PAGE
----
On Saturday, the forward-thinking pop producer and musician Sophie died after an accident in Athens. She was 34. “True to her spirituality,” her household wrote in a press release, “she had climbed up to watch the full moon and accidentally slipped and fell.” The story was directly tragic and delightful, stuffed with ache, shock and beneath all of it an virtually otherworldly craving. It was like a Sophie track.
Sophie might not have been a family title, however over her brief profession she had a profound and transformative impact on the best way trendy pop music sounds. Since rising together with her frenetic breakout single “Bipp” in 2013, the Scottish producer, who was based mostly in Los Angeles, went on to work with artists like Madonna, Vince Staples and Charli XCX. As a solo artist, Sophie’s pioneering music was maybe poised for a bigger crossover; her 2018 album “Oil of Every Pearl’s Un-Insides” was nominated for a finest dance/digital album Grammy. Her affect might be heard in each the moment gratification of 100 gecs’ hyperpop and the energetic hooks of the Ok-pop growth.
Sophie’s manufacturing brimmed with concepts. Where others perceived shallow surfaces, she noticed oceanic depths — within the musicality of hyper-feminized speech, within the augmented honesty of artifice, within the plasticky discovered supplies of late-capitalist client tradition. She had a eager, wry ear for the overlap between the language of want and the language of contemporary promoting, and her songs typically gave the impression of industrial jingles from different planets: “If you need that something but don’t know what it is, shake shake shake it up and make it fizz,” went the infectious “Vyzee,” advert infinitum.
When she first arrived, shrouded in anonymity throughout the male-dominated world of digital music, individuals puzzled about Sophie’s gender. In late 2017, she introduced, through interviews and the openhearted synth-ballad “It’s Okay to Cry,” that she was a transgender lady. Her early singles had reveled within the fluidity of femininity and masculinity, in addition to softness and hardness, and immediately it appeared that the aesthetics she’d toyed with in her music had been associated to the personal means of turning into herself. There was magnificence in that, and a palpable liberation when she stepped into the highlight.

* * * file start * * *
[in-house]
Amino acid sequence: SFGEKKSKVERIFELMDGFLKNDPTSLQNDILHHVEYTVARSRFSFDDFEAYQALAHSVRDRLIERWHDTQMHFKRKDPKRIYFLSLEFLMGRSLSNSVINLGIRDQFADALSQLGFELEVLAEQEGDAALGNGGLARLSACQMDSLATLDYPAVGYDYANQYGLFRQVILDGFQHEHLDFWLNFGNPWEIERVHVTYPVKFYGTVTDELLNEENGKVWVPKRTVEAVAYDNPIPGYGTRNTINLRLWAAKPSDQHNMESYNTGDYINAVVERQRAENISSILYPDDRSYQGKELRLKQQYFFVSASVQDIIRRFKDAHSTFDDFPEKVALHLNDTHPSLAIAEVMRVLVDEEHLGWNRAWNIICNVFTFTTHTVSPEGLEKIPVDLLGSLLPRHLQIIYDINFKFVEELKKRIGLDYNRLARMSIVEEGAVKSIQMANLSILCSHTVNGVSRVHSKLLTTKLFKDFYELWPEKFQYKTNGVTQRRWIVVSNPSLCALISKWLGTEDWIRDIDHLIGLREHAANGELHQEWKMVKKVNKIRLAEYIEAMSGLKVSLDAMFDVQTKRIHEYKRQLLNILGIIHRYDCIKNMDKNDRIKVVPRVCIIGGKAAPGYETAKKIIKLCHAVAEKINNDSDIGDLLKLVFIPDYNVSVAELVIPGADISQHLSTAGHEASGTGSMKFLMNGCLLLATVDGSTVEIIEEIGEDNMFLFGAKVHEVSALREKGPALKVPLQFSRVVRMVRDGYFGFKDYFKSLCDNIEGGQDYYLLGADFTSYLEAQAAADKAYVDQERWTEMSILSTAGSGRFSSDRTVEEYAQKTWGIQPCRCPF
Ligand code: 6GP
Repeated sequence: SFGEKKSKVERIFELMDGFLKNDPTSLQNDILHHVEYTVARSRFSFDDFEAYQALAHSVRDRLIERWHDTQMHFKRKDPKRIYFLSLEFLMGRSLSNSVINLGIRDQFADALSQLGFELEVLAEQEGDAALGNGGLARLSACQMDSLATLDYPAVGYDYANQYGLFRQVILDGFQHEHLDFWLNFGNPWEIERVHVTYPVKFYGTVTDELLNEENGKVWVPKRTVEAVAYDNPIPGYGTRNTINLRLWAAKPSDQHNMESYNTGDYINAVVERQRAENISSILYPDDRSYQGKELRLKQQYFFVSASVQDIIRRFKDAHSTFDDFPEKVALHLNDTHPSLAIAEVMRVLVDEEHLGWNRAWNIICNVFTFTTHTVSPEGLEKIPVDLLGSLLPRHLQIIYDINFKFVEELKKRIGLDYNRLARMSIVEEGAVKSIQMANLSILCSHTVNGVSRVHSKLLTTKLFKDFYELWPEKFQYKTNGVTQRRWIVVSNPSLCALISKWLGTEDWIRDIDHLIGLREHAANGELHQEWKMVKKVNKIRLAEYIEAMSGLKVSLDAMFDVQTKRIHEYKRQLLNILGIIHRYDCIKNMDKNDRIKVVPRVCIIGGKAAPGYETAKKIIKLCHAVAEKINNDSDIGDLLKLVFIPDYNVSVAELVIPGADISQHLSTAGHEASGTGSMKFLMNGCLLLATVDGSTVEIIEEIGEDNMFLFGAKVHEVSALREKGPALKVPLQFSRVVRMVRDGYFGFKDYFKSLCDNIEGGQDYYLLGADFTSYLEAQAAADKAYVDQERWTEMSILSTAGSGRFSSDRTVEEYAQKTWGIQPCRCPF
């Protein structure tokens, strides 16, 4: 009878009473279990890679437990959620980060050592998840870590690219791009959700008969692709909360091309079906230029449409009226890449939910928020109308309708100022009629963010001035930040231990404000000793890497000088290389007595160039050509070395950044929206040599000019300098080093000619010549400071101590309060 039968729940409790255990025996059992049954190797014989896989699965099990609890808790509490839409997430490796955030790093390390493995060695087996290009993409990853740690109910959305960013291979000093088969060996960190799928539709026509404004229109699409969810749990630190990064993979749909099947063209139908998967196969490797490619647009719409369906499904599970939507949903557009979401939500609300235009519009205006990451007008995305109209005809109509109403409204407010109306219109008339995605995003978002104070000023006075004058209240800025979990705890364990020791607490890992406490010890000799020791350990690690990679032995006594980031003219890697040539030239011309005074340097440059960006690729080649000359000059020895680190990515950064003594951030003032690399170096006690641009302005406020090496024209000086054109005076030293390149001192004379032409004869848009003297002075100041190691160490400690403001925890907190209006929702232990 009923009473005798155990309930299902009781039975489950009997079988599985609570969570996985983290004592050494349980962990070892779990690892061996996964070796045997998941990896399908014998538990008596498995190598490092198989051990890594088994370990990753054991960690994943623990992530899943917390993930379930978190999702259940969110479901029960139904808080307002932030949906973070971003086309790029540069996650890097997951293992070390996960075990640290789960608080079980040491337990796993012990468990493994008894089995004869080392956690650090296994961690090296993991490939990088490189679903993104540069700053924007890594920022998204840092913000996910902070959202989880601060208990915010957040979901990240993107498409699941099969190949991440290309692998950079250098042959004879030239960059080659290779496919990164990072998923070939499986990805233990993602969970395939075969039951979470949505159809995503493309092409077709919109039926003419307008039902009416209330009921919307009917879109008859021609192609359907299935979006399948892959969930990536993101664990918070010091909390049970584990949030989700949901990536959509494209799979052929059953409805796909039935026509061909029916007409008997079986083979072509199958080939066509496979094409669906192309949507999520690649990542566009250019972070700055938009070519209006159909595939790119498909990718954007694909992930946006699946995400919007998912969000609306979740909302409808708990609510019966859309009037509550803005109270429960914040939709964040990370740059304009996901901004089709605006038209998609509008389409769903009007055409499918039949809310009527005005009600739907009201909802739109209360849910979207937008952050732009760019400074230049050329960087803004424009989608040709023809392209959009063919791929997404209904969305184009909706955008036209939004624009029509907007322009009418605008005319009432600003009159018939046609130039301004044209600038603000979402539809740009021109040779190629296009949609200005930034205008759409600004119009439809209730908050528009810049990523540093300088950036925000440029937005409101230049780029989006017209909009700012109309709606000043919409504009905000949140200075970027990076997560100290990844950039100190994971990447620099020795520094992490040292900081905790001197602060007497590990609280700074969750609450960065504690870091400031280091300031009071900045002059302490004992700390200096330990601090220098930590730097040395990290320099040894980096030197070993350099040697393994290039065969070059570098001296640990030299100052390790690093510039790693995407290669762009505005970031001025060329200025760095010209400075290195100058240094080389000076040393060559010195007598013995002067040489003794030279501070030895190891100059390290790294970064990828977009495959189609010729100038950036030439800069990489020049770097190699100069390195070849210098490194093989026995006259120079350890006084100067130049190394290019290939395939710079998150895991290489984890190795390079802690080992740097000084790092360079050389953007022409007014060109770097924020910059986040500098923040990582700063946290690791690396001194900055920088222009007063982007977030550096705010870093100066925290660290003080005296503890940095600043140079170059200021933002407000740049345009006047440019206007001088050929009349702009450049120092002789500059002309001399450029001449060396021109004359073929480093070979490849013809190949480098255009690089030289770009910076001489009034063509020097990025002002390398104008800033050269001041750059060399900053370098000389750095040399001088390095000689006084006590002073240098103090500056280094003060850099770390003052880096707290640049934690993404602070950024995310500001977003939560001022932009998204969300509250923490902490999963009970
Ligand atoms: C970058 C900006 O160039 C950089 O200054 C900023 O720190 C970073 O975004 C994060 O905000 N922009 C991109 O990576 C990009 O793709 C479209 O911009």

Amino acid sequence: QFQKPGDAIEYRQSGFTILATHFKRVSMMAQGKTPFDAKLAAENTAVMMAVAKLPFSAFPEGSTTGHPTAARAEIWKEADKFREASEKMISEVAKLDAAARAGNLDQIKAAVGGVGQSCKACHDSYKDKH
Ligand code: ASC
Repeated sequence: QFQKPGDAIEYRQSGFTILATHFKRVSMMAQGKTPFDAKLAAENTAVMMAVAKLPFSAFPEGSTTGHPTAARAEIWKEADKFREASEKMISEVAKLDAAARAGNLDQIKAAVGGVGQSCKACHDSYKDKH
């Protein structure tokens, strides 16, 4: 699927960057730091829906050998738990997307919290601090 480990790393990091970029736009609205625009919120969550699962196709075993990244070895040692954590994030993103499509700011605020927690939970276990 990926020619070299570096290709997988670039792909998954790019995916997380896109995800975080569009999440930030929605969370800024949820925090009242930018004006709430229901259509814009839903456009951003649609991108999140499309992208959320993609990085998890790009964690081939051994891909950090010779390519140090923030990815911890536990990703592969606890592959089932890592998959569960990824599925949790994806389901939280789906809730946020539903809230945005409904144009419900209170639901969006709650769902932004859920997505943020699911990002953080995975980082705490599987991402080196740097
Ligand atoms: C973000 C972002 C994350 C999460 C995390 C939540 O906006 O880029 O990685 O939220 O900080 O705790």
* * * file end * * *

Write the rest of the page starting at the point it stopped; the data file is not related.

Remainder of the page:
“For me, transness is taking control to bring your body more in line with your soul and spirit so the two aren’t fighting against each other and struggling to survive,” she stated in an interview with Paper journal round that point. “On this earth, it’s that you can get closer to how you feel your true essence is without the societal pressures of having to fulfill certain traditional roles based on gender. It means you’re not a mother or a father — you’re an individual who’s looking at the world and feeling the world.”
From her solo materials and her manufacturing work for different artists, listed here are a few of her important tracks.
In June 2013, on the Scottish digital label Numbers, “Bipp” emerged out of nowhere — from a void as clean and alive with risk as its cowl artwork’s white background. The monitor felt as very similar to a membership banger as a mad-scientist’s laboratory experiment. Hyper-processed percussion and cheerleader-chant vocals pinged off one another as if they had been each manufactured from Flubber. “I can make you feel better, if you let me,” intoned a uneven, high-pitched vocal, inviting the listener to succumb to the track’s unusual promise of ecstasy.
A yr later, Sophie launched a monitor as explosively fizzy as a Diet-Coke-and-Mentos cocktail. “Lemonade” dialed up the extra polarizing facets of her aesthetic: The floor sheen was much more artificial, the vocals even higher-pitched and the rhythm — which careened from a lure cadence to a sped-up pop hook — was as erratic because it was exhilarating.
Electronic music typically has a fame for being self-serious, however lots of Sophie’s songs crackled with oddball humor. “Hard,” the kinetic B-side to “Lemonade,” was amongst them. It was directly a slinky, vividly tactile ode to B.D.S.M. — “latex gloves, smack so hard” — and a sly joke on the gender binary, as an ultra-femme, helium-like voice intones, “Hard, hard, I get so hard.”
QT, ‘Hey QT’ (2014)
By 2014, Sophie had develop into carefully associated with PC Music, a buzzy Britain-based collective of digital musicians and producers who mix the cerebral archness of the avant-garde with the earnest, mass-catharsis of pop musical product. QT was a short-lived mission that united Sophie with the PC Music figurehead and producer A.G. Cook, together with Hayden Frances Dunham, who was “playing” a pop star named QT who additionally occurred to be the spokeswoman for an invented power elixir known as DrinkQT.